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Agnes, AIDS, Bush, and Bono

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Bono was in town the other night and had a small thank-you party for friends and allies to celebrate some successes in Africa with regard to poverty, AIDS, and other pandemic diseases. Joy and I went along, and it was nice to connect with him again. He gave a few remarks about signs of hope, even in the midst of so much still to do.


But there was another speaker. Agnes Nyamayarwo is a Ugandan nurse who has become an amazing activist in the battle against AIDS. She is HIV positive herself, lost her husband to AIDS, and unknowingly transmitted the disease to her unborn son, who also subsequently died. But Agnes is woman full of hope. Joy and I got to spend some time with her and heard her story.


Agnes is an extraordinary woman and a person of deep faith. "When I had nothing else left," she told us, "I learned to walk with God." She is very grateful to the American people for the aid that made possible the HIV/AIDS treatment that saved her life. There are 1.34 million Africans now on lifesaving drugs, thanks to U.S. efforts -- the most important thing the Bush administration has done. Here is a woman who has lost her husband and two sons, yet she has become a powerful activist and bright beacon of hope -- all of which she attributes to her faith. When George Bush visited her country, the leader of the free world gave Agnes a big hug. And she whispered in his ear, "What about the global fund?" (the international AIDS fund that still needs more investment). Agnes has an agenda and a faith and both are very substantial.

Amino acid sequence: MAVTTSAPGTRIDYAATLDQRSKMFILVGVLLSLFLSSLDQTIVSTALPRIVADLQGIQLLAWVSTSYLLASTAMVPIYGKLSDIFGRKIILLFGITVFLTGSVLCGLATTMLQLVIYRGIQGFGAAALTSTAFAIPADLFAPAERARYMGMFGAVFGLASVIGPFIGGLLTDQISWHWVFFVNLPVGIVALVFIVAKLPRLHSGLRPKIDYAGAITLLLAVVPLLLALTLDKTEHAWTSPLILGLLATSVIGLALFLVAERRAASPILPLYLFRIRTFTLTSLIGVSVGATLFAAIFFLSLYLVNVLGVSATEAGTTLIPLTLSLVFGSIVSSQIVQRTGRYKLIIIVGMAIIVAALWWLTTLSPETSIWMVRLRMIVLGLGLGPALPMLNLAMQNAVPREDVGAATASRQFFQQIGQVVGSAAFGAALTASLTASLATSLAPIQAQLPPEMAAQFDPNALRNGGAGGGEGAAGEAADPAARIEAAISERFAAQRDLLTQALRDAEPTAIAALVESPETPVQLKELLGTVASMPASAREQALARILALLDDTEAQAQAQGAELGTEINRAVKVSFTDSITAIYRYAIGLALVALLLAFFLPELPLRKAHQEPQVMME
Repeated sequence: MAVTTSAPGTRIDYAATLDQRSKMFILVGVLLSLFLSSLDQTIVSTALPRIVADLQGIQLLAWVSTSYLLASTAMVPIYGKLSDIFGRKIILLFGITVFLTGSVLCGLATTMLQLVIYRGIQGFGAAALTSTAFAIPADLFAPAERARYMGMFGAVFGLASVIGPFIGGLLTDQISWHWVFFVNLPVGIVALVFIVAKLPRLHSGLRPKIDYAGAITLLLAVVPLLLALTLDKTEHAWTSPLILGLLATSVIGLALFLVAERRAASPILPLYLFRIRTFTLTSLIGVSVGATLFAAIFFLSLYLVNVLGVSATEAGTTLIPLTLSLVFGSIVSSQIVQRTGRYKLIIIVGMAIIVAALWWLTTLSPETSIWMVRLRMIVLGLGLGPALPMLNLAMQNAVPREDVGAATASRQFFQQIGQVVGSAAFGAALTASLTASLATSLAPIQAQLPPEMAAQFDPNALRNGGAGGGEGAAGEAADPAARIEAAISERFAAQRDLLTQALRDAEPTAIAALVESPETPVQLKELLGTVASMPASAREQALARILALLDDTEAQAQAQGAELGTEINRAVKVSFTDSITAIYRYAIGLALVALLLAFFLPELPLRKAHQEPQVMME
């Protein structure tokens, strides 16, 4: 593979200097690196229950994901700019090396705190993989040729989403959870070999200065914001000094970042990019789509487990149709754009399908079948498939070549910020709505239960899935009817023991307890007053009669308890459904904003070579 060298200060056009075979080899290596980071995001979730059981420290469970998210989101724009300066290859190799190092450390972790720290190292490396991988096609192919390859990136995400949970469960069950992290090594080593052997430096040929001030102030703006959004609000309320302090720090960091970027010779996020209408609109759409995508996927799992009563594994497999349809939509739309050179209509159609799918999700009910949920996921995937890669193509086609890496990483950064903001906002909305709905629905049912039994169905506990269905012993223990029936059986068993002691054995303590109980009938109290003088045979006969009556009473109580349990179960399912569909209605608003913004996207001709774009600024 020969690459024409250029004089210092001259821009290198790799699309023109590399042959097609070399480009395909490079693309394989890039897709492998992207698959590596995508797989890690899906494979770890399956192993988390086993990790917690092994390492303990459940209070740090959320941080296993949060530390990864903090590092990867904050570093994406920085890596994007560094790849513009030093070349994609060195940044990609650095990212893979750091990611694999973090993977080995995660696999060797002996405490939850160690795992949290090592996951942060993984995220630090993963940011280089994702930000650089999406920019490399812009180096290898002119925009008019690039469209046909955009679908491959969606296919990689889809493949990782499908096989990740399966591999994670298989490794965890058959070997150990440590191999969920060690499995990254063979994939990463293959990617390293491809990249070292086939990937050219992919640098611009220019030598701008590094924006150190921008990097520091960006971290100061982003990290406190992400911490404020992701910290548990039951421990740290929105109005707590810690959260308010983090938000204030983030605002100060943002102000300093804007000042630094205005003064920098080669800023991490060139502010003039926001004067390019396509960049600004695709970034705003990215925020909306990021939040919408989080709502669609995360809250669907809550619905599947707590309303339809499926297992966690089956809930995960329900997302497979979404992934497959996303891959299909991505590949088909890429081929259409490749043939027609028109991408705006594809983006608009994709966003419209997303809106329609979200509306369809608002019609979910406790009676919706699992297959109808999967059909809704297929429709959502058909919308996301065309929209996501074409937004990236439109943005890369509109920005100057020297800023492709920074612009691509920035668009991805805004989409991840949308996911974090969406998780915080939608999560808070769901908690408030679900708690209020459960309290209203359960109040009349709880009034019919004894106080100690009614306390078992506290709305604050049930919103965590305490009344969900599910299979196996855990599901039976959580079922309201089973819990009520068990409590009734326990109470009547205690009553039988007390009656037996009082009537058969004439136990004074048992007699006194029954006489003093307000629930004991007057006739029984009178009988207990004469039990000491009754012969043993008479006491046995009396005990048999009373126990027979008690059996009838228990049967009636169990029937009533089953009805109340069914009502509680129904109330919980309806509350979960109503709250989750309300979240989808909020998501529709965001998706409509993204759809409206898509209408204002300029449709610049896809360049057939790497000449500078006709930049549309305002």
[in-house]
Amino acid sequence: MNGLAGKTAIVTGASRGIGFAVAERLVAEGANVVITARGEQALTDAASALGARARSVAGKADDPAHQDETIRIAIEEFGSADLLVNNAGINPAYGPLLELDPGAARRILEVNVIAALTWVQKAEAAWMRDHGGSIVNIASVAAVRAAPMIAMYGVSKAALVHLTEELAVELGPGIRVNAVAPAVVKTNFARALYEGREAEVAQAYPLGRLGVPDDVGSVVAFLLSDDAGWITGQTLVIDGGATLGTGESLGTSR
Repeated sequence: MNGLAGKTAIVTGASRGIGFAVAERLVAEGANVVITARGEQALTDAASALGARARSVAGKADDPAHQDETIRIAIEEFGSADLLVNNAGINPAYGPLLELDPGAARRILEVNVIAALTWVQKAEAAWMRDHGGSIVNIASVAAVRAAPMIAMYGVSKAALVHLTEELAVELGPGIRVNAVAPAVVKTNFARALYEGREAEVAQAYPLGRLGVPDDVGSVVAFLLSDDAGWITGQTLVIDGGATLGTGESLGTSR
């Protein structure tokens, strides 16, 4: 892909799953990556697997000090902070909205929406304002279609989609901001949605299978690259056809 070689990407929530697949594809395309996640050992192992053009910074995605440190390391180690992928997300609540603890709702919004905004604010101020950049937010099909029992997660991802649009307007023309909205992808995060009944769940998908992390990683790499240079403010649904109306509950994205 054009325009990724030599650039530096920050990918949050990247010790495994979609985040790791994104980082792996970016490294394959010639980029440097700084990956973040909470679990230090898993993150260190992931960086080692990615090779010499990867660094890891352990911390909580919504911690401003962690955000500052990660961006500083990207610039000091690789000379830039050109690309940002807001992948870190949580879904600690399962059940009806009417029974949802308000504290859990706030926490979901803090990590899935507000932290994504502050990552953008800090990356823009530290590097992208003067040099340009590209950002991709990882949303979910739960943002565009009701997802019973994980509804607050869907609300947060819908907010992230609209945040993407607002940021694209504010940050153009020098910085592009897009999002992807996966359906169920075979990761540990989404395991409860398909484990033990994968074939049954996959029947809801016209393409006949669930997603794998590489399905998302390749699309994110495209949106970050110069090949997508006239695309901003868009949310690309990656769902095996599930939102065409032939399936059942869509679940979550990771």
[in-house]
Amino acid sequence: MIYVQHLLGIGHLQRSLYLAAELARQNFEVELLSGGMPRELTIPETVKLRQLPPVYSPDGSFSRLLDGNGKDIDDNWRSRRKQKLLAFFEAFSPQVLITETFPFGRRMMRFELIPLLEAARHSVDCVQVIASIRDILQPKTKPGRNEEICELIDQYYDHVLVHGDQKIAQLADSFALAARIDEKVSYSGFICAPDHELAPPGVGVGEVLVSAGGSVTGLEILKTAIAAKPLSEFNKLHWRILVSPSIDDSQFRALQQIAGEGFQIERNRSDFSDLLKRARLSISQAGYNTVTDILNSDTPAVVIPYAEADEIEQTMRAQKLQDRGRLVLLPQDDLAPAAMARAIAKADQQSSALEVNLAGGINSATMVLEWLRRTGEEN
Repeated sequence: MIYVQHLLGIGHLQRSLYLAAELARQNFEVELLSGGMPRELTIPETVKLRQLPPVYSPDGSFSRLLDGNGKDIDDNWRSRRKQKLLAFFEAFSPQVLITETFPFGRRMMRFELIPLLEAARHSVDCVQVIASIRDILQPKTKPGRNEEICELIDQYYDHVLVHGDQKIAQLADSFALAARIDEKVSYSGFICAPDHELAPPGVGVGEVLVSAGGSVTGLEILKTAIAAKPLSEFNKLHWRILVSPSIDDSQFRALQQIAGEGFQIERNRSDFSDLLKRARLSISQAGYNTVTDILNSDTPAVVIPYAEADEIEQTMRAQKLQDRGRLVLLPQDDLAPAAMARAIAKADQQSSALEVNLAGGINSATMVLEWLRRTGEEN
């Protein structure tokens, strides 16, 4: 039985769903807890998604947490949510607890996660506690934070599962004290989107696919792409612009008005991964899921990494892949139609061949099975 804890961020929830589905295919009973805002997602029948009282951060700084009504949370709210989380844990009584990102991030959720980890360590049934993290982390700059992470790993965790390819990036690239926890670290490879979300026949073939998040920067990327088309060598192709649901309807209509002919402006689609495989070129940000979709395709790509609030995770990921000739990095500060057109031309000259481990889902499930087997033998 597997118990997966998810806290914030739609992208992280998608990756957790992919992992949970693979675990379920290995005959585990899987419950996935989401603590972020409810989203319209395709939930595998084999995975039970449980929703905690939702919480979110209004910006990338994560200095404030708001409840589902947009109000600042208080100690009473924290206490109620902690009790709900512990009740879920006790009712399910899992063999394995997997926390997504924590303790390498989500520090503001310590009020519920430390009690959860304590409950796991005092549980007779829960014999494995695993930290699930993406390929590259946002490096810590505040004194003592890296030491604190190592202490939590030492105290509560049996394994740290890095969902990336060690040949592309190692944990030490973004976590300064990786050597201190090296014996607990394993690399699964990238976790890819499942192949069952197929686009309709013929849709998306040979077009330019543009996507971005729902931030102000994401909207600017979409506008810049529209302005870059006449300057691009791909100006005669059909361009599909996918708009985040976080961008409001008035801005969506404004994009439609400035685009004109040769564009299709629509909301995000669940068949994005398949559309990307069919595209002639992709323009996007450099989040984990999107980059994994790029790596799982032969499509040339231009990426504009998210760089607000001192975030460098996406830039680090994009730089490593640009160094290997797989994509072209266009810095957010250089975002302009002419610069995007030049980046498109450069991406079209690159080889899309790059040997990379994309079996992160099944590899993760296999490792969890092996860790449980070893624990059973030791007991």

Jim Wallis is the Editor-in-Chief of Sojourners and blogs at www.godspolitics.com.

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